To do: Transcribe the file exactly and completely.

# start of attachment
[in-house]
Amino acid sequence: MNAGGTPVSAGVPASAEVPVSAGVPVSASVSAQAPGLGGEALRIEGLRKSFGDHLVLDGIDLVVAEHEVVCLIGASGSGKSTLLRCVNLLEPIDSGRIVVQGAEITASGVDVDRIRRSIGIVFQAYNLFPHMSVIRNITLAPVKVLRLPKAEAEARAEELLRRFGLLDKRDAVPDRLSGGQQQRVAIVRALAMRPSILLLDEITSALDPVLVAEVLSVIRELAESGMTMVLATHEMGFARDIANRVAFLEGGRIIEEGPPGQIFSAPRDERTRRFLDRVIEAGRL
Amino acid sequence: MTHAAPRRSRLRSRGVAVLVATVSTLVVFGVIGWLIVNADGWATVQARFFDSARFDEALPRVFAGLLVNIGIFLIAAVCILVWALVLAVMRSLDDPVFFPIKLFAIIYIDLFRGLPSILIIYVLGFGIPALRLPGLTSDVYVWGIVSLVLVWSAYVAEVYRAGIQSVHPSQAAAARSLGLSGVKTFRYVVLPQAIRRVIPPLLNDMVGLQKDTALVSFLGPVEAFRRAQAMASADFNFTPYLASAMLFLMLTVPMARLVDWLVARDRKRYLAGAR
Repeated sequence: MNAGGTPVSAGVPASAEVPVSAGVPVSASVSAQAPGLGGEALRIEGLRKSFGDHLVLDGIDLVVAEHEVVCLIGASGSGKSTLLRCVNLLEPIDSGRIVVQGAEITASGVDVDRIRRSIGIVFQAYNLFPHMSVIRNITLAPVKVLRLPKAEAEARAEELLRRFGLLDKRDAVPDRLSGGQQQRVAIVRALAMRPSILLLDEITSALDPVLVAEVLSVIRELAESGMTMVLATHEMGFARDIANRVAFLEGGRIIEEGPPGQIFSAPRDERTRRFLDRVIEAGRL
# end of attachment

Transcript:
[in-house]
Amino acid sequence: MNAGGTPVSAGVPASAEVPVSAGVPVSASVSAQAPGLGGEALRIEGLRKSFGDHLVLDGIDLVVAEHEVVCLIGASGSGKSTLLRCVNLLEPIDSGRIVVQGAEITASGVDVDRIRRSIGIVFQAYNLFPHMSVIRNITLAPVKVLRLPKAEAEARAEELLRRFGLLDKRDAVPDRLSGGQQQRVAIVRALAMRPSILLLDEITSALDPVLVAEVLSVIRELAESGMTMVLATHEMGFARDIANRVAFLEGGRIIEEGPPGQIFSAPRDERTRRFLDRVIEAGRL
Amino acid sequence: MTHAAPRRSRLRSRGVAVLVATVSTLVVFGVIGWLIVNADGWATVQARFFDSARFDEALPRVFAGLLVNIGIFLIAAVCILVWALVLAVMRSLDDPVFFPIKLFAIIYIDLFRGLPSILIIYVLGFGIPALRLPGLTSDVYVWGIVSLVLVWSAYVAEVYRAGIQSVHPSQAAAARSLGLSGVKTFRYVVLPQAIRRVIPPLLNDMVGLQKDTALVSFLGPVEAFRRAQAMASADFNFTPYLASAMLFLMLTVPMARLVDWLVARDRKRYLAGAR
Repeated sequence: MNAGGTPVSAGVPASAEVPVSAGVPVSASVSAQAPGLGGEALRIEGLRKSFGDHLVLDGIDLVVAEHEVVCLIGASGSGKSTLLRCVNLLEPIDSGRIVVQGAEITASGVDVDRIRRSIGIVFQAYNLFPHMSVIRNITLAPVKVLRLPKAEAEARAEELLRRFGLLDKRDAVPDRLSGGQQQRVAIVRALAMRPSILLLDEITSALDPVLVAEVLSVIRELAESGMTMVLATHEMGFARDIANRVAFLEGGRIIEEGPPGQIFSAPRDERTRRFLDRVIEAGRL